All round the tank, between it and the enclosing forest—a space of perhaps ten feet in breadth, paved with immense slabs of marble—were dead bodies of men— a score; though I did not count them I knew that the number had some significant and portentous relation to my crime.
Possibly they marked the time, in centuries, since I had committed it. I only recognized the fitness of the number, and knew it without counting. The bodies were naked and arranged symmetrically around the central tank, radiating from it like spokes of a wheel. The feet were outward, the heads hanging over the edge of the tank.
Each lay upon its back, its throat cut, blood slowly dripping from the wound. I looked on all this unmoved. It was a natural and necessary result of my offence, and did not affect me; but there was something that filled me with apprehension and terror—a monstrous pulsation, beating with a slow, inevitable recurrence.
I do not know which of the senses it addressed, or if it made its way to the consciousness through some avenue unknown to science and experience. The pitiless regularity of this vast rhythm was maddening. I was conscious that it pervaded the entire forest, and was a manifestation of some gigantic and implacable malevolence.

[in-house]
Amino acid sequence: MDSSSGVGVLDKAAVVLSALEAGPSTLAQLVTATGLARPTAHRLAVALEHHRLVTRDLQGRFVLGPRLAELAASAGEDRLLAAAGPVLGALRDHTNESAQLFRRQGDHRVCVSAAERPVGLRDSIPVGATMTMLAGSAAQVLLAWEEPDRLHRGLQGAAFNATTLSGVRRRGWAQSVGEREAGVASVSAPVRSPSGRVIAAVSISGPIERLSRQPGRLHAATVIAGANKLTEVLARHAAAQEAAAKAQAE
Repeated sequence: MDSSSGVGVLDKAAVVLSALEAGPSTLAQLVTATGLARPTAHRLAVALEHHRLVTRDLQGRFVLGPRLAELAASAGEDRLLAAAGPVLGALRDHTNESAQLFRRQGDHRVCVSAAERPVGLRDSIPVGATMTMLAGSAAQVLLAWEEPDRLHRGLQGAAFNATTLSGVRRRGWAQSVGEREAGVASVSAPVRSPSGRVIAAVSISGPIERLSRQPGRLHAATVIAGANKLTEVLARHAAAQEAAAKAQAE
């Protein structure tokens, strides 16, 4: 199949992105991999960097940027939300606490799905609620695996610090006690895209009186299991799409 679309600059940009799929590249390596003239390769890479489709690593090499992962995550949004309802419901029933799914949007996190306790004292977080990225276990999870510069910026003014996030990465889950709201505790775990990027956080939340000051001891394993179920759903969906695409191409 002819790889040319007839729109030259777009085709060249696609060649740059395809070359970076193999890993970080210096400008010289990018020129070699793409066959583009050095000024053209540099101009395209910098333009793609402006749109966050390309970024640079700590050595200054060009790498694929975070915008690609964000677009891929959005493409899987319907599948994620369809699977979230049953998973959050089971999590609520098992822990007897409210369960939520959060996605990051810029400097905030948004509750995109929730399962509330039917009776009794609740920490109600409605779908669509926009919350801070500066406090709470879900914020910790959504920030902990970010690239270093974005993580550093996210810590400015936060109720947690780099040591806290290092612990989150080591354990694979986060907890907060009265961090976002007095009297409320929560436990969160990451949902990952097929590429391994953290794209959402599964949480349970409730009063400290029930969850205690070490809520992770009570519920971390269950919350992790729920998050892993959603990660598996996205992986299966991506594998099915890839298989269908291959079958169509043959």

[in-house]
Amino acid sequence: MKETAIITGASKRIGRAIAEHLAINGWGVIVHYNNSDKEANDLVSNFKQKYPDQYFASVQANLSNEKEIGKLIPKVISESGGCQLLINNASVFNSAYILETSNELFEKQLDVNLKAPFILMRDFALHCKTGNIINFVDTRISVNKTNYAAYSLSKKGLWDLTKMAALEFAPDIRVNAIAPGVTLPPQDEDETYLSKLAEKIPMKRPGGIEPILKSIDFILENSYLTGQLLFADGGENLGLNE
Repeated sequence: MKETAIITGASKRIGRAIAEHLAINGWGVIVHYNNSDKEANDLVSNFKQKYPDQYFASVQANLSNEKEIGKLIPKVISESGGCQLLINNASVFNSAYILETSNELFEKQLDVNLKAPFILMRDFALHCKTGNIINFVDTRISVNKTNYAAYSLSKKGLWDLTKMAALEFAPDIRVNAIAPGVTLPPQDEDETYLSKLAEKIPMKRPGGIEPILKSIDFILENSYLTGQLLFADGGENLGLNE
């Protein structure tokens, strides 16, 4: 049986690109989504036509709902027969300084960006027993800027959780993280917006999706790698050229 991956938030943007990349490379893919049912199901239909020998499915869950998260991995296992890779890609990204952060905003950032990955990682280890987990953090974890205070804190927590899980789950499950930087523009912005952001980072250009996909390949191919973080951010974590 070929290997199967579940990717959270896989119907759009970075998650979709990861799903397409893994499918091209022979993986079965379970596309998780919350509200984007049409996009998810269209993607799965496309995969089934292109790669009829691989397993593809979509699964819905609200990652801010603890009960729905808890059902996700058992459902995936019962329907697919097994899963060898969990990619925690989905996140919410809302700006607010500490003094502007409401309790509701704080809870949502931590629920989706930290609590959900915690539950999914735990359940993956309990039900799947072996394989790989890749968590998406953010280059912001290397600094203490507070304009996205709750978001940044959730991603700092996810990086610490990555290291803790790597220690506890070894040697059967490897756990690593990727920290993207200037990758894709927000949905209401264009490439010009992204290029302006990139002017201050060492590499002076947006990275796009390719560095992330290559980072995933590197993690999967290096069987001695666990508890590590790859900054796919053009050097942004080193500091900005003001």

Of this dream I have no further recollection. Probably, overcome by a terror which doubtless had its origin in the discomfort of an impeded circulation, I cried out and was awakened by the sound of my own voice….
I suppose I vanish from the land of dreams before it finishes expressing what it has in mind, leaving it, no doubt, as greatly terrified by my sudden disappearance as I by its manner of accosting me.
I would give value to know the purport of its communication.
Perhaps some morning I shall understand —and return no more to this our world.